Comments on: Jamie Dimon should come out swinging in Senate Mon, 26 Sep 2016 03:26:00 +0000 hourly 1 By: Acetracy Wed, 13 Jun 2012 12:25:28 +0000 Mr. Cox, your premise that JP Morgan only has to answer to its shareholders assumes 1) shareholders have any power over Morgan’s leadership, 2) JP Morgan isn’t relying on tax payer institutions to back up its risky trades (FDIC, FED, etc.), 3) that derivative trading losses are just a bank taking risk. All 3 premises are completely false.

As we know, JP MOrgan’s acquisition of Bear Stearns relied 100% on the back of the US Treasury; shareholders in today’s corporation have NO say, unless you own a block of 10% or more; and derivative trading is not banking, it is gambling. However, at least most good gamblers understand and know their odds. Jamie’s lieutenants obviously don’t.

What is remarkable is how JP MOrgan’s board has been absolutely mum on Dimon’s leadership lapse. And the board is there to protect the shareholders’ interest. Not here.

And Dimon’s premise that the regs against prop trading will kill bank profitability now ring very hallow, and US Bankcrop has shown us all how traditional banking can work and payoff shareholders very well.

By: breezinthru Wed, 13 Jun 2012 12:17:13 +0000 We don’t need to be reminded of how banking involves taking risks, but those risks should be reasonable. In this case, the risk involved naked hedging for profit rather than to reduce potential losses.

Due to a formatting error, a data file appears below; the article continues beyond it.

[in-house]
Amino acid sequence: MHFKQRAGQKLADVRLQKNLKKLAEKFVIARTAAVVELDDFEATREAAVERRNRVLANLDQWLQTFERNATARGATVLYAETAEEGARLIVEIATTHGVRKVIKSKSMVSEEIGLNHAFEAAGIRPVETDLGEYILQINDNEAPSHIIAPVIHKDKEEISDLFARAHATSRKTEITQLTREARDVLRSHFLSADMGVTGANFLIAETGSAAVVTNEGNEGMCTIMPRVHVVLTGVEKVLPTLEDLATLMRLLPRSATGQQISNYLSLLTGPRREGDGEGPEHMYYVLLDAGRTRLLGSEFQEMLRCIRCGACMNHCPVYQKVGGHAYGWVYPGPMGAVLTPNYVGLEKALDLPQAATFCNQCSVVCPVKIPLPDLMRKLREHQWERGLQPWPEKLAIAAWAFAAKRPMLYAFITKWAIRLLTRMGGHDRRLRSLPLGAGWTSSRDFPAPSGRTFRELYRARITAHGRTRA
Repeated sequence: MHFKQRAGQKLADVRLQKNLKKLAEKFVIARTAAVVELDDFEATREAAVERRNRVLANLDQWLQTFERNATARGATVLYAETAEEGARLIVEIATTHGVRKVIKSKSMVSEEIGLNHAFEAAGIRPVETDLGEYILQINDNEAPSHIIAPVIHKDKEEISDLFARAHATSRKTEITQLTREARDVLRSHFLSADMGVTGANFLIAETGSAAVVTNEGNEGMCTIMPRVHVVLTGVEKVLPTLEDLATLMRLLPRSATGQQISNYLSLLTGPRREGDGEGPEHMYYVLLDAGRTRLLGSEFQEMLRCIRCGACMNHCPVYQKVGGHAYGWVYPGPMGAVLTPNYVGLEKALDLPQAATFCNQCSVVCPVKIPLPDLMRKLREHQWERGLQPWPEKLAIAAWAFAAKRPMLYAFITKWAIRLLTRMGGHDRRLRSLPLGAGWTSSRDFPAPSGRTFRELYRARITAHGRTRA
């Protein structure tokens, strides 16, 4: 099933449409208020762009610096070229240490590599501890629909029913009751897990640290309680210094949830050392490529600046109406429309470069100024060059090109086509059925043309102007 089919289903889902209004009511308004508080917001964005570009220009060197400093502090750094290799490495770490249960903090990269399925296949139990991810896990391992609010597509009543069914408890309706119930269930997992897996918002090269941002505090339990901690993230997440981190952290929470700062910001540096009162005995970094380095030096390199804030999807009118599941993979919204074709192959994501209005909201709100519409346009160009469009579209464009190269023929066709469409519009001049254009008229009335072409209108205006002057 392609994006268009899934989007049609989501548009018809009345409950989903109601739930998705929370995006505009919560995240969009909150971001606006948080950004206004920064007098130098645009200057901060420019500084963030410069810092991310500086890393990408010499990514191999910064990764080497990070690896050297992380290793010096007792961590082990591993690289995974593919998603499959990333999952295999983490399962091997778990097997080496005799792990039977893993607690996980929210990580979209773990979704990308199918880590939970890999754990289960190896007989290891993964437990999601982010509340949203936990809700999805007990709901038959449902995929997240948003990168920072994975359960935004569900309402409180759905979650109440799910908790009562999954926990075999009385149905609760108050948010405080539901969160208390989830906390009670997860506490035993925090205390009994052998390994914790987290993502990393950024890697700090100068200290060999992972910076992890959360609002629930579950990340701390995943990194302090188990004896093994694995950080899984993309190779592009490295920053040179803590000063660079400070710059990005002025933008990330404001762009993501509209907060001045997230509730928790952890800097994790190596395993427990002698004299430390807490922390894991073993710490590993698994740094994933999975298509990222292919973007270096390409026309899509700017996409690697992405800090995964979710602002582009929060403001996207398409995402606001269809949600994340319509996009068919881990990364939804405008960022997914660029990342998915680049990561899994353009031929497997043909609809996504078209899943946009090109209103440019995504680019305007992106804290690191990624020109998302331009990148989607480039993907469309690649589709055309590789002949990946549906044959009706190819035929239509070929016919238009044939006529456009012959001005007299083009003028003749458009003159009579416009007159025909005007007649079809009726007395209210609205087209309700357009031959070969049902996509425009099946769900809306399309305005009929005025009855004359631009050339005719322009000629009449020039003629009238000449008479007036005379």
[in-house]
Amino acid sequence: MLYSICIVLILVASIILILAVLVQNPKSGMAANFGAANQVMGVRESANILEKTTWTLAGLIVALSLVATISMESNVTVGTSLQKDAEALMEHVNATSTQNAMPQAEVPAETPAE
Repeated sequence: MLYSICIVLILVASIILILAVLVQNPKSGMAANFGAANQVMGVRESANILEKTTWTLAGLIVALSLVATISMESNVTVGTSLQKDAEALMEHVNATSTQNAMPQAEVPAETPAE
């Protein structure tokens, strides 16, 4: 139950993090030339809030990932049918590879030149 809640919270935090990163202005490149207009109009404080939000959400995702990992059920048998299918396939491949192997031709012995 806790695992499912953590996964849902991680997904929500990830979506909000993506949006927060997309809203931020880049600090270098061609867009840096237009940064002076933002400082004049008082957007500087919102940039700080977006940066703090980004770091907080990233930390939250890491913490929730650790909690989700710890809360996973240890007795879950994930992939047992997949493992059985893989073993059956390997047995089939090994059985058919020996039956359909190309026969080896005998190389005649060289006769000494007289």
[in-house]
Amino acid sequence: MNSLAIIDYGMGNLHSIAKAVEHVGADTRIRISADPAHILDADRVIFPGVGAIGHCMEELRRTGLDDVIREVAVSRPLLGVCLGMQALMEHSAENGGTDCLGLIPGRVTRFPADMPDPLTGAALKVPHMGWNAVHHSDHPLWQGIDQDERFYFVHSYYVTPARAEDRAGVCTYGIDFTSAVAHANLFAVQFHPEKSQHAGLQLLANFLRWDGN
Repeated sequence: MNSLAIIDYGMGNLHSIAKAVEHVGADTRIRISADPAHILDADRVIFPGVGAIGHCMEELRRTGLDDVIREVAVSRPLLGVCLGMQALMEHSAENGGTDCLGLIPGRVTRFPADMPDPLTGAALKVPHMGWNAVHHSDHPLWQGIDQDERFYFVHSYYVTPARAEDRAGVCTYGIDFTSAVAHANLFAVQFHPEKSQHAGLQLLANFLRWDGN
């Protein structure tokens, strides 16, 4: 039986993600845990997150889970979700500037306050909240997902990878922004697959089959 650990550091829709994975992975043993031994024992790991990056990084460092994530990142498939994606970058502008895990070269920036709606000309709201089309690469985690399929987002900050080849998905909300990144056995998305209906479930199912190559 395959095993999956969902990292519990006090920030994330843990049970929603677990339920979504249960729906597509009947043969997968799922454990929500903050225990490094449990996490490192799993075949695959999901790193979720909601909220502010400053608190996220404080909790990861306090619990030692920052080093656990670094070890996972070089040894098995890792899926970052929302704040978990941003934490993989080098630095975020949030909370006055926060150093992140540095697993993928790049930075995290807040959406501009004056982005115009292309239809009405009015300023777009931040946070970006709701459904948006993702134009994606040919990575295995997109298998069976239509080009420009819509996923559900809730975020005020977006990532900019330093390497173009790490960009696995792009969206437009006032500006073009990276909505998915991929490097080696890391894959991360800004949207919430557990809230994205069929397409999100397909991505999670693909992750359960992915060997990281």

I don’t give a good goddamn how much money Dimon loses as long as he doesn’t expect for one second that taxpayers are waiting at his side to nationalize his losses… again.

His shareholders should be worried about 2 billion in losses. HIs bank also has a lot of exposure to Europe, so his shareholders better be hoping that JPM has properly hedged that exposure.

If JPM’s losses become so great that the bank becomes unstable again, then it should indeed be nationalized… lock, stock and barrel… not just JPM’s red ink. And if Dimon is found to have undermined/circumvented/ignored laws designed reduce the risk of collapse to the US financial system, then he and those who aided him should be prosecuted under federal RICO laws. That should result in stiff prison sentences and the forfeiture of all of the personal assets accumulated by Dimon and his band of pirates (perhaps even a few buccaneers who work with Dimon rather than for him).

If, in the pursuit of profit, they have recklessly jeopardized the financial well-being of US, they should also be tried for treason.

If Dimon comes out swinging, he risks having the tar-and-feather-Wall Street gang showing up en masse with shovels and pitchforks. If he had knowledge of what was going on (and I believe he did), he should just resign in disgrace.